I had about another 20-30 minutes without feeling any contractions, and then I went on a walk and they hit pretty hard and fast.  I only managed to down stairs, around the kitchen once, then back up to my room, stopping several times to breathe through contractions on the way.  I sat on the birth ball for 15ish minutes while I waited for the birthing tub to finish filling up, then got in there for the rest of the labor.

Carrie and the rest of the birth team did a fabulous job of helping me stay comfortable.  Someone (or sometimes up to three someones) was constantly massaging me and for most of it, someone kept a cold washcloth on my neck.  BJ was right there with me, holding my hand, kissing me, and telling me I was amazing.  It was very special to have him right there, focused on me, and keeping me strong.

I was able to breathe through contractions the whole way through.  Towards the end my breathing became more and more labored, and finally came the overwhelming urge to push.  Then out came Abigail!  I held her in the tub for awhile until my placenta came out, then we transferred to our bed where we were wrapped in towels to keep warm.  I was able to breastfeed fairly quickly and it was nice to be able to cuddle with BJ and Abby right away.

Would I do a home birth again?  Absolutely!

And you didn't think I could write an abridged story about anything, did you?  Well, ha!  Shows you!

Tuesday, February 7, 2012

Abigail's birth story; part 2

  • Disclaimer: Both this post and part 1 are long.  I'm a detail-oriented person.  Get over it.  In good news, this one has pictures!
  • Disclaimer the second: This is the actual labor story.  It includes pictures and details that some may feel includes TMI (but nothing explicit, don't worry).  If you're squeamish or uncomfortable about things like that, I suggest you skip this post.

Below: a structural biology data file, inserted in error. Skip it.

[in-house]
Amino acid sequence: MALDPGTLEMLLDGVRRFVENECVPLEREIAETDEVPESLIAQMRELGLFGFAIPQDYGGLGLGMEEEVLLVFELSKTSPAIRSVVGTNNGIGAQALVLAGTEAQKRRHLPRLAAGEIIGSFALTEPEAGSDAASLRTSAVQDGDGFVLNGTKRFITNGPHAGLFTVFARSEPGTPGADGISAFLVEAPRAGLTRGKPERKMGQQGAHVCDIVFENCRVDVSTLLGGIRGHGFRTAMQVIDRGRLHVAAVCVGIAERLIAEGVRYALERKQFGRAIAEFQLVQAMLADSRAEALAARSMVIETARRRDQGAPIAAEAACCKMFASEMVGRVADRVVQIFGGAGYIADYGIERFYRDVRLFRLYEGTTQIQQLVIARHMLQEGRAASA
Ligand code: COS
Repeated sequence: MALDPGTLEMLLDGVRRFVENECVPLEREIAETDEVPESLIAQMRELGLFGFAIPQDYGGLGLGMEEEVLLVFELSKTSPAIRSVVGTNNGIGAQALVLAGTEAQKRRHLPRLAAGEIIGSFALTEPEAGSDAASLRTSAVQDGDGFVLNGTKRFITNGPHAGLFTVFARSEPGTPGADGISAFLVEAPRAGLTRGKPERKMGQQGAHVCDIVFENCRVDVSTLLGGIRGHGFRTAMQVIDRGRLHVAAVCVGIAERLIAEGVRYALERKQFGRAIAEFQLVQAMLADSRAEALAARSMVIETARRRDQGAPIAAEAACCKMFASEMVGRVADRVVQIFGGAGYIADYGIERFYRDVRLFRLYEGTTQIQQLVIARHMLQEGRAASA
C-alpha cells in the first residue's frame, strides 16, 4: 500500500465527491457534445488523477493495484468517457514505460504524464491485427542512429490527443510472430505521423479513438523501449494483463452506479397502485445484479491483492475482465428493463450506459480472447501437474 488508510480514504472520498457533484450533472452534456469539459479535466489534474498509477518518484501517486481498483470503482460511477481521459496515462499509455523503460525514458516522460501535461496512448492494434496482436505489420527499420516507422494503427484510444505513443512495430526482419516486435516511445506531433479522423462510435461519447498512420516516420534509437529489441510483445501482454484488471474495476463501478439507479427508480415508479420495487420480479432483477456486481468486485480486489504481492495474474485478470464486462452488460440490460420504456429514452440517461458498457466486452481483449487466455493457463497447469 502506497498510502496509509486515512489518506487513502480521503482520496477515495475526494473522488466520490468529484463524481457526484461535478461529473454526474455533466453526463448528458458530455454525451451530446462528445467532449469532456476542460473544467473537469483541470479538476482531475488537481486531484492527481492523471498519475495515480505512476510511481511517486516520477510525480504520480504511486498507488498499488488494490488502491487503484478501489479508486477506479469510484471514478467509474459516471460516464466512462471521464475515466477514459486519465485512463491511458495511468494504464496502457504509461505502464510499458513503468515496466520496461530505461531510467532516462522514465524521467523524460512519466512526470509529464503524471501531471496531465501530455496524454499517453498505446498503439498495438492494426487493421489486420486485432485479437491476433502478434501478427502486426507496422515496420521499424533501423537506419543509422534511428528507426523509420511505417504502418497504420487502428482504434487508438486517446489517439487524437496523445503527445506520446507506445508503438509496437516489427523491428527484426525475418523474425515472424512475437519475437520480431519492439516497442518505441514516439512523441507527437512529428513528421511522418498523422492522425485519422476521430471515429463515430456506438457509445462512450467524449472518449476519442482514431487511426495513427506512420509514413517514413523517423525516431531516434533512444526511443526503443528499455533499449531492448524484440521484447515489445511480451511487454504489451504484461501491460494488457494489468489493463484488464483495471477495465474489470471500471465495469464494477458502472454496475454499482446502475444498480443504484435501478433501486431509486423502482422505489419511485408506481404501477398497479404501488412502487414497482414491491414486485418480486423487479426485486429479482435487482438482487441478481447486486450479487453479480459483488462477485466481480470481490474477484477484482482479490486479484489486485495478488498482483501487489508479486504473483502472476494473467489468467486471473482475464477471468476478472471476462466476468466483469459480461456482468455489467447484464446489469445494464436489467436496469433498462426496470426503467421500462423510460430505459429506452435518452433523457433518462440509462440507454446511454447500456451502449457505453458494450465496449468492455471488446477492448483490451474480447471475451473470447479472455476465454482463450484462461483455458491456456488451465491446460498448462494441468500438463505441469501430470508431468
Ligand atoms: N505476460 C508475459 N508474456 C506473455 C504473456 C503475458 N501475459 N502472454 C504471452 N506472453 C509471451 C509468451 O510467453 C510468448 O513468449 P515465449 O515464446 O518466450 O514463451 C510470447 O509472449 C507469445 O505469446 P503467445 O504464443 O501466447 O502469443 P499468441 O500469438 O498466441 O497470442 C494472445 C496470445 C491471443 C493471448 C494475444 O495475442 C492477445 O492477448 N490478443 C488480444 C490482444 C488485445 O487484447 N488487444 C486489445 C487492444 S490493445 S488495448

• tl;dr: For those of you who don't like long things like this, I plan on writing an abridged version, hopefully in the next day or two, leaving out most of the detail and just doing the basics.


Wednesday, January 25, I went in for a routine check up.  I was a day shy of 39 weeks.  (Or for you non-birth term people, I was a week and one day before my due date.)  Heather checked me and I was 100% effaced, dilated to a 6 and Abby was at a +1.  I asked Heather, "What does it mean that she's at a +1?"  Heather replied, "It means your baby is about to fall out."  Oh good.  But she also pointed out that I could go into labor that night, or not for 2 weeks.  Being that close didn't necessarily mean I was ready to go.  But she did tell me that she likes to offer to any woman that close a natural induction.  If my body wasn't ready, nothing would happen.  If my body was ready, then it'd help start natural labor.  She said normally they start at 5 or 6 pm and are holding a baby by midnight.  I told her I'd talk to BJ and let her know.